New Delhi: A set of newly declassified tapes from the White House reveal the stark hostility former US President Richard Nixon had towards India and Indians. Nixon referred to Indians as the “most sexless” and “pathetic”, and called Indian women the “most unattractive women in the world” during a meeting with senior officials at the Oval Office on June 17, 1971, reports say.
The tapes were recently declassified and released in batches up to May this year after Gary J Bass of Princeton University filed a legal request for their declassification. The tapes were reported by Bass in an opinion piece in The New York Times published on Friday.
Nixon’s antipathy towards Indians was also fanned by Henry Kissinger, the National Security Adviser during that time, who also determined US policy towards New Delhi in the early 1970s, Indian Express reported. Richard Nixon, a Republican, was the 37th President of the United States, serving from 1969 until 1974.
Kissinger referred to Indians as “superb flatterers” whose “great skill” was to “suck up to people in key positions”. The conversation, which was part of a meeting held between 5:15 pm and 6:10 pm on June 17, 1971 was recorded by Oval Office taping system, and it appears as Conversation 525-001 of the White House Tapes.
Bass says that the declassified White House tapes reveal a ‘stunning’ conversation between Nixon, Kissinger and the then White House chief of staff HR Haldeman in the Oval Office in June 1971 in which Nixon asserts in a ‘venomous tone’ that Indian women are ‘undoubtedly the most unattractive women in the world.’ Nixon also calls Indians ‘most sexless’, ‘nothing’ and ‘pathetic’, according to the tapes. “On Nov. 4, 1971, during a private break from a contentious White House summit with Prime Minister Indira Gandhi of India — a rare woman leader at the time — the president harangued Mr Kissinger about his sexual disgust at Indians,” Bass writes.
The tapes reveal the personal racism of Nixon and his prejudice towards Indians reflecting his attitudes towards international events and actors. It also makes it evident how Nixon had hostility towards India, while having a soft corner for Pakistan that led him to look away from the atrocities of Pakistani army against Bengali people in the East Pakistan (now Bangladesh).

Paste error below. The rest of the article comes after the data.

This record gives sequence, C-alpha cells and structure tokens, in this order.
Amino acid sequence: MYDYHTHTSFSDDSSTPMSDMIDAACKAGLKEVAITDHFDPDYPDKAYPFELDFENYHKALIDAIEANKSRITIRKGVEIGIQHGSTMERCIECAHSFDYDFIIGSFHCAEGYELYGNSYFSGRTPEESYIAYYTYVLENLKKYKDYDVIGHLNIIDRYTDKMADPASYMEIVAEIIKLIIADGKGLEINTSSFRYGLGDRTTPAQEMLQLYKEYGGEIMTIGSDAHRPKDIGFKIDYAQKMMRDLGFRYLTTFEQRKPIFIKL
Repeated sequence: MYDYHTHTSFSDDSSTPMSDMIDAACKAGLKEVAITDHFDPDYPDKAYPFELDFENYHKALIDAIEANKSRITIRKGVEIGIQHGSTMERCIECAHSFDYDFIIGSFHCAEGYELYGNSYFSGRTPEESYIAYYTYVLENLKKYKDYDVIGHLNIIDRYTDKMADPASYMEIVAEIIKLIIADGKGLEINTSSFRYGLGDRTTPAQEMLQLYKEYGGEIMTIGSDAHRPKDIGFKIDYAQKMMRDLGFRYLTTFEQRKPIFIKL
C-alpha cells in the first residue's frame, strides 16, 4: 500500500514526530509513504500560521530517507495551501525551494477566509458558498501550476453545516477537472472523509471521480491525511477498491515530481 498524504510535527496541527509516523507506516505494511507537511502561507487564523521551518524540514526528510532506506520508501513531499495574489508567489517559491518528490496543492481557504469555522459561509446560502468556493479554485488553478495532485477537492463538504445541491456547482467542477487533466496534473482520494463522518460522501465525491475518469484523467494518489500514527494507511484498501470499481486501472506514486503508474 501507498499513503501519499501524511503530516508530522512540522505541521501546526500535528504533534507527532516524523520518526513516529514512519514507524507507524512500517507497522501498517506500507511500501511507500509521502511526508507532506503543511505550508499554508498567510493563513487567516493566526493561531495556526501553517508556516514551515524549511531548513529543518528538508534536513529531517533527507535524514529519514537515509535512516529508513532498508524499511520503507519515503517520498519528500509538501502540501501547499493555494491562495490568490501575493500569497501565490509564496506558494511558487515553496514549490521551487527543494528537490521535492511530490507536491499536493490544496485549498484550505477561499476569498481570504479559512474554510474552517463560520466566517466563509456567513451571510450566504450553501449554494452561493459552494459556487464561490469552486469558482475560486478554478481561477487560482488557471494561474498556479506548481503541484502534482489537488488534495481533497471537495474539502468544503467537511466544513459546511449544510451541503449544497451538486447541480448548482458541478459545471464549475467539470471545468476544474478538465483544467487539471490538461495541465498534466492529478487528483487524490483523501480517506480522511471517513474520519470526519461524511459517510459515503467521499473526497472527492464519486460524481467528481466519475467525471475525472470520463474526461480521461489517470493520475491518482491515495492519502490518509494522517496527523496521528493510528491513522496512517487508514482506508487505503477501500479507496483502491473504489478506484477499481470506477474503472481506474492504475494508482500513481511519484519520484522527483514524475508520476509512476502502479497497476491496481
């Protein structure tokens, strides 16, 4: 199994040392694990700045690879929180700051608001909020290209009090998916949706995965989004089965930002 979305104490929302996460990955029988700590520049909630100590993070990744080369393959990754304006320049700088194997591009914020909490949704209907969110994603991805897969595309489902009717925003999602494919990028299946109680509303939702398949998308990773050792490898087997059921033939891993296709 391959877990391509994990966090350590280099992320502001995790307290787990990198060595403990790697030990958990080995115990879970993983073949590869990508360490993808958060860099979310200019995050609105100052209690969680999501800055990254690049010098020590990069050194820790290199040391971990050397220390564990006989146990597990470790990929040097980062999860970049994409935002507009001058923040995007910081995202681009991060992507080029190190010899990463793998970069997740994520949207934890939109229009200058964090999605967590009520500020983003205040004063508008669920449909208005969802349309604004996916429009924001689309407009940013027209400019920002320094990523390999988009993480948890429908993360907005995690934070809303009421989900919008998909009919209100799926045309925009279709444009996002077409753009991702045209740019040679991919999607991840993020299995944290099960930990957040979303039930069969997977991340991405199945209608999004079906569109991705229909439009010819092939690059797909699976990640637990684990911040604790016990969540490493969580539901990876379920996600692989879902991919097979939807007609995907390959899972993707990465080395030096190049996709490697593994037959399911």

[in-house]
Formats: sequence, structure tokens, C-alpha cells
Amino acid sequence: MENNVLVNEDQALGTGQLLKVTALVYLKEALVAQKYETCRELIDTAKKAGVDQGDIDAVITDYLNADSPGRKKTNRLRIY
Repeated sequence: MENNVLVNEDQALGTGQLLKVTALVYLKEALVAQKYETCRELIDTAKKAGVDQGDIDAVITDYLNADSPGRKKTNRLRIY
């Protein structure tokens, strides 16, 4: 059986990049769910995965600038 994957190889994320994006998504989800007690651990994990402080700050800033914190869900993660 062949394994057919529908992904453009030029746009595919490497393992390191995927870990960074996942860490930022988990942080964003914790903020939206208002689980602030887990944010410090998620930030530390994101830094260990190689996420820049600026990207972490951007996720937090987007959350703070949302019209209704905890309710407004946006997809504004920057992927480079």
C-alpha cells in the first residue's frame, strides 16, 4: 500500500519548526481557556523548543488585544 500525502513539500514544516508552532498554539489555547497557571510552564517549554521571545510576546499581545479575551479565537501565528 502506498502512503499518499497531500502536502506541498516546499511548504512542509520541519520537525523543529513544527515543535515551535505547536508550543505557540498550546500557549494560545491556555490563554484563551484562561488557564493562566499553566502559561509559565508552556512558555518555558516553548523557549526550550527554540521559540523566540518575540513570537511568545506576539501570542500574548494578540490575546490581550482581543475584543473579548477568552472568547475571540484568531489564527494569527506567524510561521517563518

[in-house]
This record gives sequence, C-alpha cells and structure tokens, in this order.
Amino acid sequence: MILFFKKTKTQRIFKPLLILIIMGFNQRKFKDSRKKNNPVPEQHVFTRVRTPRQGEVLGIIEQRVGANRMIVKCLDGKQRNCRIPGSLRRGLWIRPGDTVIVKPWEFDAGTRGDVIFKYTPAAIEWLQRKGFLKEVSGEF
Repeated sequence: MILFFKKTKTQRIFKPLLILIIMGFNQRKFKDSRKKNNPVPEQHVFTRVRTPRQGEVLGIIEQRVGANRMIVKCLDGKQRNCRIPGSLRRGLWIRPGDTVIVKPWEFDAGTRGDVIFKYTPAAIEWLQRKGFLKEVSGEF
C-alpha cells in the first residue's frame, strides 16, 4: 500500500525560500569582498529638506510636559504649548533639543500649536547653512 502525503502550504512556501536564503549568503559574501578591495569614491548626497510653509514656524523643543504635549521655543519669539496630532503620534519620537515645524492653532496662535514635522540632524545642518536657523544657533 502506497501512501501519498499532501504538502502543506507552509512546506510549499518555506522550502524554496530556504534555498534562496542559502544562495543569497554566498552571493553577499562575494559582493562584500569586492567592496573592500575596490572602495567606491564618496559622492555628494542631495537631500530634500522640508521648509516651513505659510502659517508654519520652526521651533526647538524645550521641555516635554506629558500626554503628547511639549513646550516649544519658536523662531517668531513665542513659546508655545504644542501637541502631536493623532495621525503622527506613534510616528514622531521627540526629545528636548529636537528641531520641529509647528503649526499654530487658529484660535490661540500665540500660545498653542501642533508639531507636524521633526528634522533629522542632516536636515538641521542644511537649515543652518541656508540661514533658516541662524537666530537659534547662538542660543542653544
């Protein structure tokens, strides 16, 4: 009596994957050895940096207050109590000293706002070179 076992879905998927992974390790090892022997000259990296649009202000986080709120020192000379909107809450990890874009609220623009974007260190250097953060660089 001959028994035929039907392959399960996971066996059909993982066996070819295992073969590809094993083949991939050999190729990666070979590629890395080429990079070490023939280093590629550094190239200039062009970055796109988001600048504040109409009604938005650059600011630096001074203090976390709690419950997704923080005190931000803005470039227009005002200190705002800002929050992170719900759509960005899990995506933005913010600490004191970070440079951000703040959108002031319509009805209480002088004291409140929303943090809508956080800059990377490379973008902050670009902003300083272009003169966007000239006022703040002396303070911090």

During the meeting towards the 50th minute of the 54-minute, 42-second tape, Nixon goes on to say, “Undoubtedly the most unattractive women in the world are the Indian women. Undoubtedly.” “The most sexless, nothing, these people. I mean, people say, what about the Black Africans? Well, you can see something, the vitality there, I mean they have a little animal-like charm, but God, those Indians, ack, pathetic. Uch,” Nixon adds, followed by laughter from the attendees, a report in the Indian Express stated.
“As Americans grapple with problems of racism and power, a newly declassified trove of White House tapes provides startling evidence of the bigotry voiced by President Richard M. Nixon and Henry Kissinger, his national security adviser,” Bass wrote in the opinion piece titled ‘The Terrible Cost of Presidential Racism’.
Bass had filed a legal request for the declassification review with the Richard Nixon Presidential Library and Museum in December 2012. Nixon library had released a few unbleeped tapes in May 2018 and July 2019, then 28 more in batches from October 2019 to May 2020.
Gary J Bass is a professor of politics and international affairs at Princeton University and had authored a book in 2013, “The Blood Telegram: Nixon, Kissinger, and a Forgotten Genocide” which details the attitude and actions of Nixon administration. Nixon’s hostility towards India comes from the latter’s policy of non-alignment and “suspiciously good terms with the Soviet Union”, Bass said while speaking to Indian Express.
“Nixon’s anti-Indian leanings had been reinforced when John F Kennedy took a warmly pro-India line. On top of that, there was a mutual loathing between Nixon and Indira Gandhi,” Bass wrote in his book. He also mention that finally there was the friendship between Nixon and Pakistan’s then President General Agha Muhammad Yahya Khan, who was acting as his go-between with China.